Technology and cyber threats evolve every day, and with a desperate need to protect data, a wealth of career paths are becoming present. The global cybersecurity workforce gap has increased by 26.2% in 2022 compared to 2021, with 3.4 million more workers needed to secure assets effectively, according the (ISC)2 2022 Cybersecurity Workforce Study. As a part of an ongoing cybersecurity career path series, we’re highlighting career paths you can take if you’re thinking about making a career pivot to the cybersecurity industry. Here are three roles in cyber and how to get started in each one.
Cybersecurity analysts monitor and analyze computer systems, which helps identify and mitigate possible security threats. Those who work in this position develop and implement strategies for protecting a network’s data. A successful cybersecurity analyst has a solid understanding of computer systems, networks, and security protocols.
Often, the first step to becoming a cybersecurity analyst is to earn a degree in computer science or cybersecurity. Multitudes of universities offer cybersecurity programs and many are taught by leaders in the industry who can become mentors. These programs also provide students with hands-on experience in the field. Cybersecurity students can earn industry certifications, including the Certified Information Systems Security Professional (CISSP) and the Certified Ethical Hacker (CEH) certification.
With still so much to learn after completing your education, an entry-level position such as a security analyst or network security administrator can be an ideal way to gain practical experience. Any entry-level position in cybersecurity will allow you to develop crucial skills to move up to a cybersecurity analyst position. The average salary for a cybersecurity analyst is around $80,000 per year.
Designing and implementing security measures to protect computer systems and networks is what cybersecurity engineers specialize in. As part of their job, this type of engineer works in association with software developers. The partnership ensures security is built into the software from day one.
As a prerequisite for becoming a cybersecurity engineer, a solid background in computer science and engineering is a must. A degree in computer science, software engineering, or a related field is a great idea. Industry certifications, such as the Certified Information Systems Security Professional (CISSP) and the Certified Secure Software Lifecycle Professional (CSSLP) certification, will ensure you learn all you need to know.
After you earn your degree or diploma, take a job as a software developer or network engineer. Even an entry-level job can provide you with the necessary experience upskill to a cybersecurity engineer position in the future. The average salary for a cybersecurity engineer is around $95,000 per year.
Technology advances fast and a cybersecurity consultant can provide expert advice and guidance. They provide support to organizations as they protect their computer systems and networks. Consultants are responsible for performing security assessments, identifying vulnerabilities, and developing strategies to mitigate risks.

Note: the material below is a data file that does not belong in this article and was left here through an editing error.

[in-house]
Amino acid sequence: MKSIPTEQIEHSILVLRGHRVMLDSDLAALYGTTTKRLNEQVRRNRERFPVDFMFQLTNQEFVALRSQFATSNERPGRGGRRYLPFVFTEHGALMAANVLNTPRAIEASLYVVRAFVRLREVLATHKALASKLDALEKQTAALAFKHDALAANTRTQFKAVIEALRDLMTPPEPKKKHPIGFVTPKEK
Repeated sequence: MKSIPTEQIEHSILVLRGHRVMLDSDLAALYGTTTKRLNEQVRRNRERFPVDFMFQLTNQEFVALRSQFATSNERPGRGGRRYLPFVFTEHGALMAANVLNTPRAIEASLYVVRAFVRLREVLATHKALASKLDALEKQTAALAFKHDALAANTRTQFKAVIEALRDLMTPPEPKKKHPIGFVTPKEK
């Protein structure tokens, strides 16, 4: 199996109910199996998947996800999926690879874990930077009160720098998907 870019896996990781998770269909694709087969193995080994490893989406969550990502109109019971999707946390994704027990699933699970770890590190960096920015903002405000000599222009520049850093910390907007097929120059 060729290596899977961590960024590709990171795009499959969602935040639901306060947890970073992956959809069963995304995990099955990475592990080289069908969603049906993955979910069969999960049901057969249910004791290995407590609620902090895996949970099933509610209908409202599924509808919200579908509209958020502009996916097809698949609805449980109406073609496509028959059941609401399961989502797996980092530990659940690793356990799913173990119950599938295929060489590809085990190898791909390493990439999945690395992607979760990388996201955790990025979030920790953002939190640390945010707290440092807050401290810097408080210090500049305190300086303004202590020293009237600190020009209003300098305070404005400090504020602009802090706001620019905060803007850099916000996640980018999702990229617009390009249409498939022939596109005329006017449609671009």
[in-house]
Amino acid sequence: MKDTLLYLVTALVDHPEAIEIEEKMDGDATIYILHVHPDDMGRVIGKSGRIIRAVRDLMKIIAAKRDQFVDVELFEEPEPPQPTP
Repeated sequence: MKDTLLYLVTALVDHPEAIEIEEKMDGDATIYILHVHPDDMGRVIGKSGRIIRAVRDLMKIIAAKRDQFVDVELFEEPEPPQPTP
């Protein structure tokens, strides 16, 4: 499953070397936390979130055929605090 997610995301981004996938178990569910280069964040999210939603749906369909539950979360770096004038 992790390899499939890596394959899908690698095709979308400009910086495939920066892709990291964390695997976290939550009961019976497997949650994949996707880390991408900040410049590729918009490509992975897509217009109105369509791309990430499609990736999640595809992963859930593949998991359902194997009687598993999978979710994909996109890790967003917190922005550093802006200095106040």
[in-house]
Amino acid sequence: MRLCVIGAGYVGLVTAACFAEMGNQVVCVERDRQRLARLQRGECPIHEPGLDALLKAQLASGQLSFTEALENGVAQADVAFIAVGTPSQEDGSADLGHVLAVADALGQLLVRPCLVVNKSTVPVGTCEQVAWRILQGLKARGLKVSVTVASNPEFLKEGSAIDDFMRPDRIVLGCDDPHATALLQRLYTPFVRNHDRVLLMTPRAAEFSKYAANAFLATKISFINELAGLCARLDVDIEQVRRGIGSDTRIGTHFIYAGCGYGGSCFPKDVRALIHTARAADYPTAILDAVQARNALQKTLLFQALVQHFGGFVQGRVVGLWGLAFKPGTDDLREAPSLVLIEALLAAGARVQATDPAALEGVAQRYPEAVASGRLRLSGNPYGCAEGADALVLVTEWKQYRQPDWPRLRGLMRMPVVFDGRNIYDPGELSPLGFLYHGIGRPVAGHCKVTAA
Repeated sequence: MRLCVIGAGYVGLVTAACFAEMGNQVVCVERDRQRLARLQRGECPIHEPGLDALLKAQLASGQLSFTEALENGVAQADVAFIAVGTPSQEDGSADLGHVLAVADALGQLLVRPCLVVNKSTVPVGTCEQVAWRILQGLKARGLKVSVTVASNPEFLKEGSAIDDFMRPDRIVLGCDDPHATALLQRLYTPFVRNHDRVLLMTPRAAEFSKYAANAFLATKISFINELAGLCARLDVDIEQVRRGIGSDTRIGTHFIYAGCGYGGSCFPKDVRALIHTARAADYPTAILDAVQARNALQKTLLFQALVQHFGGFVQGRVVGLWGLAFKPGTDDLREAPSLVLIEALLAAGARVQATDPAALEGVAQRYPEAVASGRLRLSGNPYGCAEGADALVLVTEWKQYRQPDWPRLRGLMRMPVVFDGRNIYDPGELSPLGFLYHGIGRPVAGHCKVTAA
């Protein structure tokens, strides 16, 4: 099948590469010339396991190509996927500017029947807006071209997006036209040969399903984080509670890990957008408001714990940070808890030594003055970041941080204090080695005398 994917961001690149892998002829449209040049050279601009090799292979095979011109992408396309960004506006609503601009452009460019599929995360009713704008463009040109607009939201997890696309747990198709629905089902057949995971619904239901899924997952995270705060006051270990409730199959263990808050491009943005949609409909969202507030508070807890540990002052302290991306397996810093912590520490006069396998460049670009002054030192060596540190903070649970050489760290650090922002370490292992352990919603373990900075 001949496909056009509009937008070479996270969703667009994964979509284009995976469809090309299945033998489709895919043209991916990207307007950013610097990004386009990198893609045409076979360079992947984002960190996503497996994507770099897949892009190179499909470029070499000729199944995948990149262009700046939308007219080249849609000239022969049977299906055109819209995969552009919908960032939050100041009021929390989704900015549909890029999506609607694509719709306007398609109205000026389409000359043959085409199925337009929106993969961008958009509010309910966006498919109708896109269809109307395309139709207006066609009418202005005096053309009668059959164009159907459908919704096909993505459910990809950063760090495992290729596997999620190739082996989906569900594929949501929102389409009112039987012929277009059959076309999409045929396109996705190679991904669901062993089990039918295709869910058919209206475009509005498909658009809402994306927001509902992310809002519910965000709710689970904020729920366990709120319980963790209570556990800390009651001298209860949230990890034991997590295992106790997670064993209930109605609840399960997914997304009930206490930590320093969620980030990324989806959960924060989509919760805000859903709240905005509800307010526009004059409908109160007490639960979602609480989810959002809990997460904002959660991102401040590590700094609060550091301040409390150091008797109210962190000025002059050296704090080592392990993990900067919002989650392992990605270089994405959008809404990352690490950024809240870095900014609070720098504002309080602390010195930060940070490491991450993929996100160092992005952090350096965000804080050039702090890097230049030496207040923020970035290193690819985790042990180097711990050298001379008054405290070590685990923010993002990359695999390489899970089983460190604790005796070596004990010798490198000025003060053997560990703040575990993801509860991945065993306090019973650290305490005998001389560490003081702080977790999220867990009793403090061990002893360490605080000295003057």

Being a cybersecurity consultant requires a strong understanding of updated computer systems, networks, and security protocols.
A cybersecurity consultant needs a degree in computer science, cybersecurity, or a related field. Industry certifications, such as the Certified Information Systems Security Professional (CISSP) and the Certified Information Security Manager (CISM), are also helpful.
After a certification, diploma or degree has been earned, a consultant can begin their career as an entry-level security analyst or network security administrator. Any position in alignment with this career path can provide necessary experience and skills to boost your career and help you advance to a cybersecurity consultant position. The average salary for a cybersecurity consultant is around $100,000 per year.
There are so many career paths within the cybersecurity industry. Whether you are interested in becoming a cybersecurity analyst, cybersecurity engineer, or cybersecurity consultant, there are many opportunities to start your career in cybersecurity. It’s important to note that several tech organizations are eliminating degree requirements for open cyber roles and instead are focused on skills based hiring to fill their cyber workforce gaps. It’s reported that 50% of IBM’s open jobs have removed the four year degree requirement.
Overall, it’s crucial for cybersecurity experts to keep up-to-date with the continuously evolving landscape, which is characterized by new technologies, security hazards, and refined best practices. ThriveDX is a valuable resource for those in cyber (or those thinking of getting into cyber) that offers a comprehensive array of services, such as training courses and bootcamp courses to secure certifications to enable cybersecurity professionals to remain competitive. With career counseling, networking opportunities, and a vast selection of courses, ThriveDX serves as an optimal platform for everyone from novices to seasoned experts looking to catapult lifelong learners’ cyber career.